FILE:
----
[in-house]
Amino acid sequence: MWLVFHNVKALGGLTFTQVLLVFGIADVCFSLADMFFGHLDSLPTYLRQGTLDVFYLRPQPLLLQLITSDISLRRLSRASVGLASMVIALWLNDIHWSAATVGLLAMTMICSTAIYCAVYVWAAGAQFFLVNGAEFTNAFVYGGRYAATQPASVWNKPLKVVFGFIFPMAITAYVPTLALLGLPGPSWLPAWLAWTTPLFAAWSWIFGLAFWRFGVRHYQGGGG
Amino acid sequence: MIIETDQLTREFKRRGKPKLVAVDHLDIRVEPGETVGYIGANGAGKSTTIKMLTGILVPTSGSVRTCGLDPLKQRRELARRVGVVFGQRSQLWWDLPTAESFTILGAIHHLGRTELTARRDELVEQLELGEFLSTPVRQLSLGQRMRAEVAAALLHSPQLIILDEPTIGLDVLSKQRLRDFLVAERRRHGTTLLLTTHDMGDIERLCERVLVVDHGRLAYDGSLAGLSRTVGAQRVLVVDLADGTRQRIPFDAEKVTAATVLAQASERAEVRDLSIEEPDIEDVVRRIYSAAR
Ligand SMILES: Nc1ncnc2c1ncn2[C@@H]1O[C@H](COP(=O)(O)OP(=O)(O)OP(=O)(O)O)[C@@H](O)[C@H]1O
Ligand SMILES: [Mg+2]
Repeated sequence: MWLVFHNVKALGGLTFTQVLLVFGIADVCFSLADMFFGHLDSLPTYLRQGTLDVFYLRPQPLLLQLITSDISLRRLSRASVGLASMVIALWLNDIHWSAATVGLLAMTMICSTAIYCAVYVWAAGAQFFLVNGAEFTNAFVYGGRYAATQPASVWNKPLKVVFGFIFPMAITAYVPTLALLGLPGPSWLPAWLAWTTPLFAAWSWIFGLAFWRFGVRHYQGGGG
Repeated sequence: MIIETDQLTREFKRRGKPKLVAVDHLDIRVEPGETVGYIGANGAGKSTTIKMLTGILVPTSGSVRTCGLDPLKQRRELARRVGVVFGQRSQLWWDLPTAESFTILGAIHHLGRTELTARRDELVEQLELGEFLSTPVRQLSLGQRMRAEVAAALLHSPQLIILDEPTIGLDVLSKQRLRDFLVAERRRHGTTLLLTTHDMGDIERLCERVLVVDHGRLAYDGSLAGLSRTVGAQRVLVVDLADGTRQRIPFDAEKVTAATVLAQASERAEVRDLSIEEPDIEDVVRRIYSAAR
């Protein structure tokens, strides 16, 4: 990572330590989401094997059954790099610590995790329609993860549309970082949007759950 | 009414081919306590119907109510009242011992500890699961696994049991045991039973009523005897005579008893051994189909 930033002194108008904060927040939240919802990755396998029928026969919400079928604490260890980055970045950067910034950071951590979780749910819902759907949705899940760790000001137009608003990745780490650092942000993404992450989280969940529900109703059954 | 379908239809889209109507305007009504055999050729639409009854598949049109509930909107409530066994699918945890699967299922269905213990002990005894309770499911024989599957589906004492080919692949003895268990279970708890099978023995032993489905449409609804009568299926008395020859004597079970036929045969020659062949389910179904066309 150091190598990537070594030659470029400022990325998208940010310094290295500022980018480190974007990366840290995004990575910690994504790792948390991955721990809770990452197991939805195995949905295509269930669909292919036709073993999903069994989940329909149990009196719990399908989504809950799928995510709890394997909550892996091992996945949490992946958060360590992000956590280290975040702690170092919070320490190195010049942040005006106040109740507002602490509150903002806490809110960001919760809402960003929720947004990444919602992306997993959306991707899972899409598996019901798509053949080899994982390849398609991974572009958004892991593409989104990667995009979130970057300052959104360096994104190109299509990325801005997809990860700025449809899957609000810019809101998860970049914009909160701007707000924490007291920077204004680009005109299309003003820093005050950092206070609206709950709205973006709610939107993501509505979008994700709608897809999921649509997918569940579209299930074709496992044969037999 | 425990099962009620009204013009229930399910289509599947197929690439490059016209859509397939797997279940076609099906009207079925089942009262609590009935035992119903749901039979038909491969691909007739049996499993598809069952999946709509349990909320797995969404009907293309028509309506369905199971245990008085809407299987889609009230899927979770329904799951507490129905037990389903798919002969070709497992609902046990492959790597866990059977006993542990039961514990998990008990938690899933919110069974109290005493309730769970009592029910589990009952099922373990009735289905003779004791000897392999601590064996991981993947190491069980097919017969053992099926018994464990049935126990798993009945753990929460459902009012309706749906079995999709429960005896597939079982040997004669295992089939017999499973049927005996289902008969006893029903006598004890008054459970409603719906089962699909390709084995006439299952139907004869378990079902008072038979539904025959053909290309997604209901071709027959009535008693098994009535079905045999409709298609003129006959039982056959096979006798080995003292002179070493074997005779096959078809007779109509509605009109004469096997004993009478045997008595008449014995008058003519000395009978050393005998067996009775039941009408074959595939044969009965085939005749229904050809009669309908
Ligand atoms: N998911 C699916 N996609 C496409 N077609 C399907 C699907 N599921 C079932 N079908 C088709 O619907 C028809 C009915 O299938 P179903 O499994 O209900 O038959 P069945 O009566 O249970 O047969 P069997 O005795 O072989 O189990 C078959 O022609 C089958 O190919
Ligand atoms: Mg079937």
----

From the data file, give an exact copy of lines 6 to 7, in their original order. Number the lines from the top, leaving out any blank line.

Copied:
Repeated sequence: MWLVFHNVKALGGLTFTQVLLVFGIADVCFSLADMFFGHLDSLPTYLRQGTLDVFYLRPQPLLLQLITSDISLRRLSRASVGLASMVIALWLNDIHWSAATVGLLAMTMICSTAIYCAVYVWAAGAQFFLVNGAEFTNAFVYGGRYAATQPASVWNKPLKVVFGFIFPMAITAYVPTLALLGLPGPSWLPAWLAWTTPLFAAWSWIFGLAFWRFGVRHYQGGGG
Repeated sequence: MIIETDQLTREFKRRGKPKLVAVDHLDIRVEPGETVGYIGANGAGKSTTIKMLTGILVPTSGSVRTCGLDPLKQRRELARRVGVVFGQRSQLWWDLPTAESFTILGAIHHLGRTELTARRDELVEQLELGEFLSTPVRQLSLGQRMRAEVAAALLHSPQLIILDEPTIGLDVLSKQRLRDFLVAERRRHGTTLLLTTHDMGDIERLCERVLVVDHGRLAYDGSLAGLSRTVGAQRVLVVDLADGTRQRIPFDAEKVTAATVLAQASERAEVRDLSIEEPDIEDVVRRIYSAAR